IDEAS home Printed from
MyIDEAS: Login to save this paper or follow this series

A disaggregated approach to the government spending shocks: an theoretical analysis

  • Cortuk, Orcan
  • Güler, Mustafa Haluk

We examine different types of government spending while literature usually treats government spending as a homogenous compound. We disaggregate the government spending into three parts; namely, government investment, government wage component consumption (i.e. wage expenditure) expenditure, and non-wage component consumption (i.e. purchases of goods and services). Next, we estimate a dynamic stochastic general equilibrium model that features a transmission mechanism with different types of government spending. In this regard, we manage to distinguish between different types of government spending where each type of spending has varied role in the economy. Such set up enables them produce different effects on macroeconomic variables.

If you experience problems downloading a file, check if you have the proper application to view it first. In case of further problems read the IDEAS help page. Note that these files are not on the IDEAS site. Please be patient as the files may be large.

File URL:
File Function: original version
Download Restriction: no

Paper provided by University Library of Munich, Germany in its series MPRA Paper with number 45318.

in new window

Date of creation: 13 Mar 2013
Date of revision:
Handle: RePEc:pra:mprapa:45318
Contact details of provider: Postal: Schackstr. 4, D-80539 Munich, Germany
Phone: +49-(0)89-2180-2219
Fax: +49-(0)89-2180-3900
Web page:

More information through EDIRC

References listed on IDEAS
Please report citation or reference errors to , or , if you are the registered author of the cited work, log in to your RePEc Author Service profile, click on "citations" and make appropriate adjustments.:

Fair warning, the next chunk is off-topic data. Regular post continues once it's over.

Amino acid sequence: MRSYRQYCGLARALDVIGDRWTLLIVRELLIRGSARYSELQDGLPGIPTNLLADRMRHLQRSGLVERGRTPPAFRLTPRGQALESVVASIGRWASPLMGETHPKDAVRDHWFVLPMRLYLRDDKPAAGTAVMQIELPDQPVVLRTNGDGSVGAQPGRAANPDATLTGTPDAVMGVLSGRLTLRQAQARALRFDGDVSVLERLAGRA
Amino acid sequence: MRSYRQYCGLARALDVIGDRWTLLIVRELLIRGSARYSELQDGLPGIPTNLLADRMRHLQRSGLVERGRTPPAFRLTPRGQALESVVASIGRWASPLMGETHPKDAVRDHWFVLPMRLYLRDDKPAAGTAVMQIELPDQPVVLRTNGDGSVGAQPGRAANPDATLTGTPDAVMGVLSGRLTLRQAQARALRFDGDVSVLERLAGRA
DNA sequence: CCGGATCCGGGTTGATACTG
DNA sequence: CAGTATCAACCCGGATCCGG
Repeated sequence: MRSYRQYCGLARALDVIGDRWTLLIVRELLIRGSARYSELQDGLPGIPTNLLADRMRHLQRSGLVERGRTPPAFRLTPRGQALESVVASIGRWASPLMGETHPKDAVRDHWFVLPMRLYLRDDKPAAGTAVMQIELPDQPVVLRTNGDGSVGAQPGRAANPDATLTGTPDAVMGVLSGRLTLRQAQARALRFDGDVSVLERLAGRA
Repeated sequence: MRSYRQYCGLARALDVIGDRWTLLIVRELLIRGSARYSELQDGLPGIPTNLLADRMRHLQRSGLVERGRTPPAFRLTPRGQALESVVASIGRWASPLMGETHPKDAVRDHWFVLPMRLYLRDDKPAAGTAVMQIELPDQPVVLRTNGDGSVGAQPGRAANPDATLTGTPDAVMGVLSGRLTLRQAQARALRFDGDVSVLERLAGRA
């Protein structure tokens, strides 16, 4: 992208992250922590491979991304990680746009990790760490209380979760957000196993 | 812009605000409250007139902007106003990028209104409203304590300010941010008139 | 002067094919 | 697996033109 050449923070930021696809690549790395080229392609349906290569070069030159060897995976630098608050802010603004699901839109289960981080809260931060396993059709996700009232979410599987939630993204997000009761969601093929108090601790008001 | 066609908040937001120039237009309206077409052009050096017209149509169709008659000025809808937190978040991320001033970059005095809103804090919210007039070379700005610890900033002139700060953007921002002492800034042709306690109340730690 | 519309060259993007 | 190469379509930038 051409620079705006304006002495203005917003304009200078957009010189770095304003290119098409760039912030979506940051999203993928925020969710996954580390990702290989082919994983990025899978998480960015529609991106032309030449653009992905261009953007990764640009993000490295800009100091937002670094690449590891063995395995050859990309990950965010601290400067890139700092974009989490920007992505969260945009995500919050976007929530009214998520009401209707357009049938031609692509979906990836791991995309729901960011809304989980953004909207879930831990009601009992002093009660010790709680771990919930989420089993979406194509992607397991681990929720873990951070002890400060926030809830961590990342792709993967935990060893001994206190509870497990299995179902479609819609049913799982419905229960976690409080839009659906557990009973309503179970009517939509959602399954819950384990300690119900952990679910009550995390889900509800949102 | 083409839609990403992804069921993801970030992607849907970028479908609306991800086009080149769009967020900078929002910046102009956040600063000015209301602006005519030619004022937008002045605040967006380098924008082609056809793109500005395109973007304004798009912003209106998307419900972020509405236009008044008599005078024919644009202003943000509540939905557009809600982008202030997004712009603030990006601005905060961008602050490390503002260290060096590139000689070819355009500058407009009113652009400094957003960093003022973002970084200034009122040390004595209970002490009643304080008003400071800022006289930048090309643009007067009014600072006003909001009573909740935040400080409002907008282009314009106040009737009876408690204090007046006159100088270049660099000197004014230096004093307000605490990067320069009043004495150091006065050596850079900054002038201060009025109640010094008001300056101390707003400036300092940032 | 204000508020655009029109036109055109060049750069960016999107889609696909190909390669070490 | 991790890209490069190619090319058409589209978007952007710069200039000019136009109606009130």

as in new window
  1. Ludger Linnemann & Andreas Schabert, 2005. "Productive Government Expenditure in Monetary Business Cycle Models," Tinbergen Institute Discussion Papers 05-053/2, Tinbergen Institute.
  2. Jordi Gali & David López-Salido & Javier Valles, 2004. "Understanding the effects of government spending on consumption," International Finance Discussion Papers 805, Board of Governors of the Federal Reserve System (U.S.).
  3. Olivier Blanchard & Roberto Perotti, 2002. "An Empirical Characterization Of The Dynamic Effects Of Changes In Government Spending And Taxes On Output," The Quarterly Journal of Economics, MIT Press, vol. 117(4), pages 1329-1368, November.
  4. Roberto Perotti, 2008. "In Search of the Transmission Mechanism of Fiscal Policy," NBER Chapters, in: NBER Macroeconomics Annual 2007, Volume 22, pages 169-226 National Bureau of Economic Research, Inc.
  5. Hafedh Bouakez & Nooman Rebei, 2007. "Why does private consumption rise after a government spending shock?," Canadian Journal of Economics, Canadian Economics Association, vol. 40(3), pages 954-979, August.
  6. John Cogan & Tobias Cwik & John Taylor & Volker Wieland, 2009. "New Keynesian Versus Old Keynesian Government Spending Multipliers," Discussion Papers 08-030, Stanford Institute for Economic Policy Research.